Guitar Player, June 1971 (Electric Flag)
"The Flag was a good band but it got incredibly pushed into the making. Real-fast- to-make-it-real-big syndrome. And we never had time to mature as a band, dialectically, or even as people. If somebody had taken control of the group, we would be together now. We'd have been even more beautiful."
Guitar Player, June 1971 (folk music)
"At 15 years old, I started with an acoustic, f-hole type dance band guitar and then I went to electric and played as many lounges and gigs as I could. Then I got me a Martin and started learning folk music. I started playing as much of that as I could. I was really interested in playing ethnic folk music, bluegrass and Travis picking. By the time I was 18 I was about as good at that as anyone. I was a mean picker and can still play that way. I call it now, piano guitar, playing guitar like a piano."
Guitar Player, August 1971 (total musician)
"Ideally, as a musician, I would like to be like Ornette Coleman or like Roland Kirk. I would just like to play melody, just endless streams of melody and have it have no name, no compartment. I would just get up there and play endless streams of melody encompassing every sort of tradition that my ears have come upon."
Guitar Player, August 1971 (Jimi Hendrix)
"Sound was his thing. He played the guitar, but he could get any sound in the world through it, and sound was what he was looking for. I think that he was the most advanced. There was no one near him in any way. He had everything: speed, control, and on and on. The cat was the most amazing guitarist I had ever met in my life. I think his work will be studied for years and years."
Guitar Player, August 1971 (favorite jazz guitarists)
"I like Django Reinhardt very much. I like Wes Montgomery very much. I like Luiz Bonfa and George Van Epps very much, too. For funky jazz guitar, I like Grant Green and George Benson. I sort of like Phil Upchurch. There's a guy named Sonny Greenwich, from Canada, he's a phenomenon. They talk about John McLaughlin, but dig this Sonny cat, he's the Coltrane of guitar players."
Guitar Player, August 1971 (more advice for young guitarists)
"All you young guitar players, keep those hands moving and play as much as you can; but my God, if you don't play you must listen because listening to music is sometimes as important as playing. And just don't try to cop hot licks. Try to understand the whole field of music, the whole genre. And once you understand that, then you will see how everything relates to everything. One of my greatest fetishes is American music and how everything relates to it."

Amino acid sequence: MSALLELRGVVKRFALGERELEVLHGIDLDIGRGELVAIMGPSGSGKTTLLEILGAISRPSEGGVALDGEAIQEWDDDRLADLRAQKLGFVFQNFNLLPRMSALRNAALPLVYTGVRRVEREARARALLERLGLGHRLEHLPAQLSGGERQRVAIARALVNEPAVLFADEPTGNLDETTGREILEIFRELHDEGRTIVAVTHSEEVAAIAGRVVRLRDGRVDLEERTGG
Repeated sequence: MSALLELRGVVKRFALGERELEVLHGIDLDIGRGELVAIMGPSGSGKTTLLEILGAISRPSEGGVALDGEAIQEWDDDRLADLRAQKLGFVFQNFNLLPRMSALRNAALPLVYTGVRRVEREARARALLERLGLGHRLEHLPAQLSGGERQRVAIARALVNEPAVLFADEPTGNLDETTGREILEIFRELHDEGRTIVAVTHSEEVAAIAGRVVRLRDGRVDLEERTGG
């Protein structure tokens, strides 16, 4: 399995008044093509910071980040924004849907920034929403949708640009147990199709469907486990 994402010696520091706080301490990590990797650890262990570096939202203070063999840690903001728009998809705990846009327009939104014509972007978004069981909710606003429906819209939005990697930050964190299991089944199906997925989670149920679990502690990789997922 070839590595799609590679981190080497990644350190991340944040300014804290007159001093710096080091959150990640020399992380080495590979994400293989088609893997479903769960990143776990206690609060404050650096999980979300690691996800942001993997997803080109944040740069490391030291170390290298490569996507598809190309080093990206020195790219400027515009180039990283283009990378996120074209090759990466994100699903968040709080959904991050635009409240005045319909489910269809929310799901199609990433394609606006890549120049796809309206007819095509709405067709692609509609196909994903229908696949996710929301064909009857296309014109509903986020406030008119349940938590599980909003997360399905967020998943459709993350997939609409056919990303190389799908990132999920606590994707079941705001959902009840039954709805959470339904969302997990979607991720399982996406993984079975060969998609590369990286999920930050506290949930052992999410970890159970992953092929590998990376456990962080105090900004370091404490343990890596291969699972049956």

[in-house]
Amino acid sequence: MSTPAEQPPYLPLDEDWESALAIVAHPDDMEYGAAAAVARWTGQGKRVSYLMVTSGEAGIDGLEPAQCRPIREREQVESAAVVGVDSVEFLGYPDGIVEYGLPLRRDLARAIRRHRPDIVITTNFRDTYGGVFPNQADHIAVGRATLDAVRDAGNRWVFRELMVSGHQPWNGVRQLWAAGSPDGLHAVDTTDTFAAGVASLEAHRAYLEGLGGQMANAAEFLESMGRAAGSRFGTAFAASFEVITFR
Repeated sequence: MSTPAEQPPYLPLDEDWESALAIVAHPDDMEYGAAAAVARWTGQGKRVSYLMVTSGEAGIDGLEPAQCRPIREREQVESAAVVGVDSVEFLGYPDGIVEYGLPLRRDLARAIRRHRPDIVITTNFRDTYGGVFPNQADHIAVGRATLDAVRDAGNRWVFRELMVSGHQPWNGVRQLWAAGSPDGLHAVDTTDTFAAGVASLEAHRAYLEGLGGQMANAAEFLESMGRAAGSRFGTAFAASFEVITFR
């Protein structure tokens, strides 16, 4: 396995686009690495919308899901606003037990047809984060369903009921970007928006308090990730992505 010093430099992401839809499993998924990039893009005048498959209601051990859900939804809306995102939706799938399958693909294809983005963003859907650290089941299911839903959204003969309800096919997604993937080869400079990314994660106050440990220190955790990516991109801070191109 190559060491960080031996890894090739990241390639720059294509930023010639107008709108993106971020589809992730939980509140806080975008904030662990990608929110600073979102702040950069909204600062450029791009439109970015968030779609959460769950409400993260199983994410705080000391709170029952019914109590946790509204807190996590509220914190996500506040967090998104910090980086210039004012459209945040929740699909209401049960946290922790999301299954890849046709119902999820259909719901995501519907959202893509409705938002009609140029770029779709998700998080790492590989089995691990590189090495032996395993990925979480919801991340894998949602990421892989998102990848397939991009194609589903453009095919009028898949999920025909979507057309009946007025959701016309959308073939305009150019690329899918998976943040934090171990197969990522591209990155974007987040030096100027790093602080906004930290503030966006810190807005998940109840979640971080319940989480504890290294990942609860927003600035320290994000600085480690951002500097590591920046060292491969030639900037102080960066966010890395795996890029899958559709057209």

Guitar Player, August 1971 (guitar lesson)
"Sometimes I bend seven or eight frets and I know where I'm going. To bend strings micro-tonally means playing across the fingerboard instead of up and down. There are 14 possible notes within seven frets. If you have a good enough ear-like Ravi Shankar or Jimi Hendrix-there are 21 steps within those seven frets. Your guitar will sound more vocal if you play like that."
Improvising Rock Guitar, 1973 (improvisation)
"All my life I've played improvised or semi-improvised guitar music. Even in my earliest music-playing years, I would alter and "play with" pieces my teachers wanted me to learn verbatim. I've never regretted those alterations. Improvisation is a unique way to assert your personality, wit and mind into an ordered form. That form is music."
Melody Maker, 1976 (If You Love These Blues LP)
"It's the best playing I've ever done in my life. I tried to show as many styles of the blues as possible. I'd demonstrate two periods of B.B. King and T-Bone Walker and it was a very personal record to make. I was extremely flattered that Guitar Player asked me to do it. I read the magazine and feel a great affinity for guitar players all over the world."
Melody Maker, 1976 (Professor Bloomfield)
Note: Michael lectured on ethnomusicology at Mills College and Stanford University and taught classes at Family Light School in Sausalito
"It's a class about innovation and imitation in American popular music from World War II to the mid-sixties. I adore it. It's an enormously comprehensive field. We study independent record labels, crossovers, markets and how cover versions became so popular."
Guitar Player, 1979 (first rock-n-roll influences)
"Scotty Moore, Elvis' guitar player. Also Cliff Gallup, who played with Gene Vincent's Blue Caps. See, when I was 15, I couldn't really differentiate between rockabilly and blues. It all sort of sounded the same to me. All I knew was that it had a lot of energy. It all had this sort of outlaw quality to it that I was dying to get into any way I could."
ELECTRICity, July 1980 (meeting Woody Harris)
"Woody came into the Old Waldorf and sat in. God, are you good, I said. I was amazed by his talent and asked him if he'd like to make a record. Later on we decided that the musical form we'd use would be gospel. Woody's lady was Margaret Edmondson, a superb cellist, and that's how it all fell in place."
more to come...
Michael demonstrates his fire-breathing trick, a stunt he often performed while playing "East-West" with the Paul Butterfield Blues Band in 1966.
Photo courtesy of